Arguably, the Science Fiction Club library housed in the main library at Penn State. It was about 8 feet by 10 feet and yet the thousand or so books in that little room were probably read by more people per annum than the other million books in the library stacks. Credit where it is due, the stacks in the Reading Room on the first floor had the bound editions of every Analog magazine back to the beginning.
I keep seeing and not blogging about the libraries out of history that are just amazing and then I think, I never see anyone in there and certainly nobody reading a book of any kind in hundreds of photos taken in libraries. I get the photos largely thanks to Traditional Vibe and others whose places I visit.
It's funny how libraries work, or don't. I believe there won't be any left in the West in about 16 years. I was sitting in a library about 12 years ago at the top of Washington Street in Mission Hills one day and fell into conversation with another man, about my age. As I recall we talked about some local tax issues on the ballot and the general election and we both agreed on the guy we wanted as President and for just about every sentence we spoke there was louder and louder and louder harrruuuuuuumnnnnph coming from a very unpleasant young woman old enough to share civilization but too young to appreciate it and remained standing behind us to make sure we knew Big Sister was listening.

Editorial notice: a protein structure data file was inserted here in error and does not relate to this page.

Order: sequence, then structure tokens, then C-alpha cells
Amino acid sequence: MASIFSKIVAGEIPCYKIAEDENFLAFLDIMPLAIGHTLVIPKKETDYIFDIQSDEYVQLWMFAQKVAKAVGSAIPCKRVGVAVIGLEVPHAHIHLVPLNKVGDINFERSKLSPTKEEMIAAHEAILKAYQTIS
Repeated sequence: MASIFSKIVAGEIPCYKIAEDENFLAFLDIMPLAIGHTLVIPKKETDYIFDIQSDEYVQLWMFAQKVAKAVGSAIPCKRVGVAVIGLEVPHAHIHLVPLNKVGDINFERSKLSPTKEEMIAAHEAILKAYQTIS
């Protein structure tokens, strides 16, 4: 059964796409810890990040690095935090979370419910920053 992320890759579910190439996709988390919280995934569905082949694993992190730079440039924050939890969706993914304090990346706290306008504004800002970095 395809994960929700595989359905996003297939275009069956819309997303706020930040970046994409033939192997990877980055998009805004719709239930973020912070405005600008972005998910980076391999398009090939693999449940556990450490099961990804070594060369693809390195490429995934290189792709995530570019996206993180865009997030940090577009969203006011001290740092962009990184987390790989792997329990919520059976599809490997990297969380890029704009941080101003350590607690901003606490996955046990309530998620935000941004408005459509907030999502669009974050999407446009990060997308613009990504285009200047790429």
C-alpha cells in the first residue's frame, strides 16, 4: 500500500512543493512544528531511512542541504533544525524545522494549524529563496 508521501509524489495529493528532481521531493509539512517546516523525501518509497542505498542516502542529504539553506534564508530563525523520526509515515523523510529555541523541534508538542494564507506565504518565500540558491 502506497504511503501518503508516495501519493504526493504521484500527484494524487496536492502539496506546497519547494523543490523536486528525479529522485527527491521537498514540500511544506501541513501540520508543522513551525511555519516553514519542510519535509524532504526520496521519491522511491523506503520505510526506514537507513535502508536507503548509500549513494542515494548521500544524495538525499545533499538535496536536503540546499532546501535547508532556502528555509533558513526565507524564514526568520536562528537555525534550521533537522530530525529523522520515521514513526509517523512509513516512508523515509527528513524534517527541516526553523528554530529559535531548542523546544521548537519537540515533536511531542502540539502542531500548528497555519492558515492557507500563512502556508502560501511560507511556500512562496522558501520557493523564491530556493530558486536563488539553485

Now, that said, if you ever find yourself in Columbus, Ohio, leave and go to the next town to the north which is called Westerville and has the best library I have ever been in. Don't worry, they have a little food court, barista, coffee, more computers and high end graphics computers than you can shake a stick at, well behaved youngsters who all get siphoned away from the adult areas with their own books, magazines and game playing computers and a copy of every single one of John Ringo's books. It was amazing. It kind of reminded me about the kind words Queen Anne et al had for Christopher Wren after he built that amazing cathedral. There was a monument outside it somewhere in London that recorded them in stone but I lost it and cannot find the words again. That's OK as what I remember about them is that what was most profound about them was how the very meaning of English words changed over the course of 400 years.
......and no, I don't live there and I'm not in their chamber of commerce or boosters club. We went there so one of us could mess around with clay leaving me at some loose ends for a weekend.
and speaking of Traditional Vibe, this just in as I went to get the link. I really enjoy these picture/memes. I'm sure in a few years this sort of thing will be banned and made punishable with jail and heavy fines.